DEATH OF A RABBIT

 

ART: HANNAH WATSON


Earth - sodium chloride + potassium aluminum sulphate + calcium hydroxide
Plant - indigo + banana + cotton
Air - oxygen
Water
Fire

Animal - white rabbit + human hands

Through the meditative motion of peeling back salty laters of fat tissue membrane, the only thing that plays in my mind is, “gotta go ⇌ gotta flow.” Working with a blunt knife on pristine white rabbit skin that friends from Appalachia had gifted under the philosophy “use all parts of the animal out of respect for the animal,” I am tuned into some quality of consciousness that exists in a harmony of mind / body. I used to come upon this feeling, the endangered species of pure radiant focus, so difficult to achieve in this age of shining screens, while hand sewing in the theater costume shop for hours during college. This feeling of flow is how I came to know my passion at an early age. So so fortunately.

Though I have never tanned a hide (in this life), I feel a return to a motion, a primal and intuitive impetus to separate layer from layer of animal body, working the skin with my hands. This process is how humans used to, and some still do, clothe themselves as a means for not only elemental protection but for cultural expression too. I became curious about this process when a vision to indigo dye white rabbit skins came to me last summer, and, less than a month later while visiting with some homesteader friends, they called out, “Come see the barn where we keep our meat rabbits!”

I work on the hides for hours, forgetting to eat and drink, working into the waning daylight, working by soft moonlight, working until the soreness in my upper back aches at me to take a break, and the voice chanting, “gotta go ⇌ gotta flow” grows ever so slight and eventually fades out. Our power flows not from us, but through us. When an idea visits, all you have to do is put your body to use.

Paul Simon & Art Garfunkel lament and exalt the passing and coming of creativity in their 1970 song “Cecilia.” The mystical woman in the song, named after St. Cecilia, patron saint of music in the Catholic tradition, comes and she goes like a high-power lover, sometimes unlocking worlds of vulnerability you hadn’t yet known before, and sometimes hurting you so badly with her absence so that all prisms of hope leave the spirit. She is fleeting creativity. “Making love in the afternoon with Cecilia up in my bedroom / I got up to wash my face, when I come back to bed someone’s taken my place.” She always comes and she always goes.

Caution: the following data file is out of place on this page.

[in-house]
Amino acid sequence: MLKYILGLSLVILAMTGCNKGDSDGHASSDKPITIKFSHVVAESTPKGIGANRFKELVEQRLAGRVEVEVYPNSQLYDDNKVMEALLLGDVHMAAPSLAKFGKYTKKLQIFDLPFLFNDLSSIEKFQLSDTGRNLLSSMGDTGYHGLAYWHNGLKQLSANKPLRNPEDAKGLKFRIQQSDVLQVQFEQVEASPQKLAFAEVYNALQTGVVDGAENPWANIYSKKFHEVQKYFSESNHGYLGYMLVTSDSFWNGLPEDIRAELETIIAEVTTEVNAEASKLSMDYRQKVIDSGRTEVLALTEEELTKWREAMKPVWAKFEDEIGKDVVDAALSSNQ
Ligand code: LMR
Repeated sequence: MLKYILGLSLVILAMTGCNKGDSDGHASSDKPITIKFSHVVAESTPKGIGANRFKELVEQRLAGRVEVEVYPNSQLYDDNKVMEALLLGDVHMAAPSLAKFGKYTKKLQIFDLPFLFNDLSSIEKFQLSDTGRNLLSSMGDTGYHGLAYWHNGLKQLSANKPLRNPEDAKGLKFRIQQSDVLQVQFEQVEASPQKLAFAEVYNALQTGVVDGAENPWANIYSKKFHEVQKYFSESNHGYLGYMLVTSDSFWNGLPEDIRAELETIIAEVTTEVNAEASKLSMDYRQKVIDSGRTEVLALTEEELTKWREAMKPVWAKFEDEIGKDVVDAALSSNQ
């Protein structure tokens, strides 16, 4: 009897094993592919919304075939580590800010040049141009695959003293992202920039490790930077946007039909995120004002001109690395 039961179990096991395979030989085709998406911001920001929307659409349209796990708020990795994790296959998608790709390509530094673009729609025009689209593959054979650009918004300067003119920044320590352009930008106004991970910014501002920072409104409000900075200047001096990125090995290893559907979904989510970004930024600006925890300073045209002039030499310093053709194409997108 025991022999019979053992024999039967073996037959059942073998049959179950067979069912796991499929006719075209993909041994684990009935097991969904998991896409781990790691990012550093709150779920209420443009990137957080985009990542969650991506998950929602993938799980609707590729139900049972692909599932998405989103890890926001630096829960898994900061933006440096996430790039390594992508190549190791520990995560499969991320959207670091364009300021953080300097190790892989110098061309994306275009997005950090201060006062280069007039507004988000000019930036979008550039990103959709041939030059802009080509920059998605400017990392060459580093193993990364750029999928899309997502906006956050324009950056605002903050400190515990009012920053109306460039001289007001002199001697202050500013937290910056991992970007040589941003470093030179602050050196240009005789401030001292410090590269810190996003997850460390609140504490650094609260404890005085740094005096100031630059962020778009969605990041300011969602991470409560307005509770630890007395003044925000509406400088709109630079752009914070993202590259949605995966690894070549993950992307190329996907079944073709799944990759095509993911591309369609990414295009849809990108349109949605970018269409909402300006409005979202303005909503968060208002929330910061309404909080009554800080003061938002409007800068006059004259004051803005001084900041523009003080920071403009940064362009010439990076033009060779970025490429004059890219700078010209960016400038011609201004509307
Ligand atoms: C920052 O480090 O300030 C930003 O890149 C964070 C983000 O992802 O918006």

Each step in the process of the rabbit hide project has been an exciting pathway to self discovery. And, I’m becoming convinced, connection to a greater human longing to wild. Wild animals. Wild mountains. Wild emotion. It is the relationship of respect to ancestor and animal and planet that continues to fuel my work. To process these rabbit furs is to take the softest white animal fur, the necessity of warmth and protection that it once provided the animal against cold mountain winters in the barn, and to turn it into pure gold after the bunny spirit has exited the body. This process brings me closer to the sometimes uncomfortable truth of eating omnivorously, and it brings me closer to death and to transformation, like the idea of starting a new chapter. I can feel some sort of dancing energy enter the newly formed textile as I make stitch after stitch through tough leathery skin and soft fur. I am bringing this material back to life in one way or another. Giving it new purpose. And it inexplicably all feels right. Like for this one project, everything is going to be alright. And that feeling is something to be revered in these strange times. The truth of it is, we must keep making our art, as it will carry us through to glimpses, and perhaps even sustained periods, of peace that radiate outwards.